Antibiotic Susceptibility of Campylobacter Isolates from Sewage and Poultry Abattoir Drain Waterp. 389
Variation in Antimicrobial Resistance in Campylobacter spp. Isolated in Australia from Humans and Animals in the Last Five Yearsp. 393
Evolution of the Resistance to Several Antibiotics in Helicobacter pylori over a Four-Year Periodp. 399
Evolution of Resistance to Erythromycin, Norfloxacin, and Tetracycline in Thermophylic Campylobactersp. 403
Abstractsp. 407
Summary of Workshop: Epidemiology of Helicobacter pylori: What Do We Think We Know? What Would We Like to Know?p. 419
Summary of Workshop: Clinical and Treatmentp. 425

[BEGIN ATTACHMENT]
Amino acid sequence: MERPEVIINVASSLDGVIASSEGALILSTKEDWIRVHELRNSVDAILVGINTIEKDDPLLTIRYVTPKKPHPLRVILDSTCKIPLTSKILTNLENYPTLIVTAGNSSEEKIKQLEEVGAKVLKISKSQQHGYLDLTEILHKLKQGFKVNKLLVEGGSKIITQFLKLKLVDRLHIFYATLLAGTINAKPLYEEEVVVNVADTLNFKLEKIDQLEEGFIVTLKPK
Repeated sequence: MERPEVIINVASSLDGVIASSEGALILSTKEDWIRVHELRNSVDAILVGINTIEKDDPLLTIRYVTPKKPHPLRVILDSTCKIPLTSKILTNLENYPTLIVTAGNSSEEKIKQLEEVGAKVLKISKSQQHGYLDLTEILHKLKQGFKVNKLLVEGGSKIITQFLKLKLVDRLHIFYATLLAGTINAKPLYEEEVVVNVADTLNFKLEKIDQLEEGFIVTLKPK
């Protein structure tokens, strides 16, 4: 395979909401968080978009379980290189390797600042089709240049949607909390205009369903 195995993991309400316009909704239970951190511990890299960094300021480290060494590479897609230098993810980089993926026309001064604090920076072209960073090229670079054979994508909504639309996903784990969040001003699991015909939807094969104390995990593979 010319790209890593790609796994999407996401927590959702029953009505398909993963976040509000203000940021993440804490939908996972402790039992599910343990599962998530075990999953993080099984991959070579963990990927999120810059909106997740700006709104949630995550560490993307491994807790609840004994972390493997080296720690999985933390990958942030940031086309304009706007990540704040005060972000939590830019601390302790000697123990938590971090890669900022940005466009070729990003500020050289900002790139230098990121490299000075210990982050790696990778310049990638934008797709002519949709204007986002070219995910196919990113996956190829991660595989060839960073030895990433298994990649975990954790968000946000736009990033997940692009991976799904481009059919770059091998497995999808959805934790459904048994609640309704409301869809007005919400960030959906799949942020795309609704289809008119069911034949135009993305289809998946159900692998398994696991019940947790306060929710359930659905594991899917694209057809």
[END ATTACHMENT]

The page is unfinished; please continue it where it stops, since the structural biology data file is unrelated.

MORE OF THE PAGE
Summary of Workshop: Epidemiology of Campylobacter Infections (Excluding Poultry)p. 427
Summary of Workshop: Clinical Aspects of Campylobactersp. 431
Summary of Workshop: New and Emerging Pathogensp. 435
Prevalence of Helicobacter pylori in Childrenp. 437
H. pylori Eradication and Duodenal Ulcer Cure: A Prospective Trial in Chilep. 441
Helicobacter pylori in Children: Evaluation of the Two-Week Triple Therapyp. 447
Incidence of Helicobacter pylori in Farmworkers and the Role of Zoonotic Spreadp. 453
Pulsed Field Gel Electrophoresis: A Useful Epidemiological Tool for Comparing Campylobacters in Milkborne Outbreaks in Swedenp. 457
Fate and Transport of Campylobacters in Soil Arising from Farming Practicesp. 461
Campylobacter Diarrhoea in Children and Adults: A Five-Year Follow-up (1989-1993) in Swedenp. 467
Campylobacter Species in Faeces from Healthy Pets in Sweden Isolated by Filter Techniquep. 471
Campylobacter/Helicobacter Bacteraemia in Cape Town, South Africa, 1977-1995p. 475